Another reason we don’t have much to go on is that the Templars’ central archive was lost. It was last believed to be in the hands of the Knights of St John, to whom it was given by the pope after the dissolution of the Order in 1312, and kept at their base in Cyprus, which fell to the Ottoman Turks in 1571.
Several aspects of Templar history are up for debate, which has, in turn, fed a whole litany of discourse, both historical and fictional, about them. How close were they, for instance, to the Muslims, with whom they were said to share mystical and spiritual insights? What we do know is that the Templars had well established diplomatic contacts with the Muslim leadership, including Saladin. The Muslims were the dominant force in the region, and it makes sense that the Templars needed to maintain a courteous, mutually beneficial framework for alliances and truces with their enemies in order to survive. In 1187, after the battle of Hattin, more than two hundred Templar knights were captured and, it is widely believed, tortured by Saladin’s men. When Jerusalem capitulated later that year, however, the Templars were able to buy the freedom of hundreds of citizens and nobles from Saladin, and led them to safety in Tyre. It’s probably fair to say that they had mutual respect for each other’s spiritual and military dedication, but that’s probably where they drew the line. After the fall of Acre, Muslim writers wrote with unabashed glee about the defeat of their enemies, confirming that the Templars were still, in their eyes, fanatical warriors of Christ. Or were they?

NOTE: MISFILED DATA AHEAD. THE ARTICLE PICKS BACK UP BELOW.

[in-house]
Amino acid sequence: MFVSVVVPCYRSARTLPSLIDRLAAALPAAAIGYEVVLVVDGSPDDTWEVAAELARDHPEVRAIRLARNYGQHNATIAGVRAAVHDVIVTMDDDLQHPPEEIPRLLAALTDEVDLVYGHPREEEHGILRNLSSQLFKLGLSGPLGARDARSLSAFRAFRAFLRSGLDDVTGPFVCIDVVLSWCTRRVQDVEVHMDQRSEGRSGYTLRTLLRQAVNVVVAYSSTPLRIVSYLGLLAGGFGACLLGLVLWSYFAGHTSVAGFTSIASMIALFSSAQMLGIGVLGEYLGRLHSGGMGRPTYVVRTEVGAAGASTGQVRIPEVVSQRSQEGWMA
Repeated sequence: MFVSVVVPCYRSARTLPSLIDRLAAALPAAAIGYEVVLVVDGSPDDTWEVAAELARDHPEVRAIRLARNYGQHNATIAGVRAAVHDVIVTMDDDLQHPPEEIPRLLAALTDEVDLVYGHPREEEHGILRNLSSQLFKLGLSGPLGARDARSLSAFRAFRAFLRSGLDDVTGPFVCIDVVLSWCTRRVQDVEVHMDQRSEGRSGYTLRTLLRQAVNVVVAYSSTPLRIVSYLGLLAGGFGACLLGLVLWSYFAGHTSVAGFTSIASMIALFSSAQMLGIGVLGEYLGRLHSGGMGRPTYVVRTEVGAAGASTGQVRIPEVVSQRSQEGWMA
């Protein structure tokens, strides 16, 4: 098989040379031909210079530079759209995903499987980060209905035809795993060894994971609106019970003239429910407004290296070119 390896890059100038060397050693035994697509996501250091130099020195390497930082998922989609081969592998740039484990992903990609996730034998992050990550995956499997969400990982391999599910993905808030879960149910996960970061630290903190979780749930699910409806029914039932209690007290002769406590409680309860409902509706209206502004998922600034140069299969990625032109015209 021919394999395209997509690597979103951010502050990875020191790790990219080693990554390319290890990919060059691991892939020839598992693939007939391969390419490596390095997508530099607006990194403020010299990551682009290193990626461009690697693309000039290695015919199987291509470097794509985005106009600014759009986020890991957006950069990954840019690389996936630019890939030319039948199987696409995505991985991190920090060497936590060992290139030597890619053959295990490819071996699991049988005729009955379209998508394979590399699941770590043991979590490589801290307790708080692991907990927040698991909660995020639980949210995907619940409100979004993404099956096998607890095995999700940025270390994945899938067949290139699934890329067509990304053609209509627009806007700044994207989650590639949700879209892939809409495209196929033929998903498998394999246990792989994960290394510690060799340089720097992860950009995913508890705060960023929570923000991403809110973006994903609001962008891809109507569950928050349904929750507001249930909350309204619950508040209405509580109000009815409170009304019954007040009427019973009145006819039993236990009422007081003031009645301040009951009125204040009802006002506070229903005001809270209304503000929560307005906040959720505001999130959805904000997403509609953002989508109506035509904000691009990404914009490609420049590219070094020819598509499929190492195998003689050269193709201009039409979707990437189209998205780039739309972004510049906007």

And what of the mythical Templar treasure? The Templars were known to be phenomenally wealthy. One historian claims the Templars discovered 148 tons of gold and silver in and around Jerusalem when they first got there, even before the donations from across Europe started pouring in. But once they were rounded up by King Philippe’s men, little of their wealth was found. Had they already plundered it while desperately trying to hang on to the Holy Land? Or is there more to that story? There are widely accepted claims that the night before the Templars were all arrested, twenty-four knights rode out of the Paris preceptory with several wagonloads of crates and escaped to the Atlantic port of La Rochelle. They’re supposed to have sailed away on board eighteen galleys, never to be seen again. What were they carrying? And what happened to their cargo? We simply don’t know.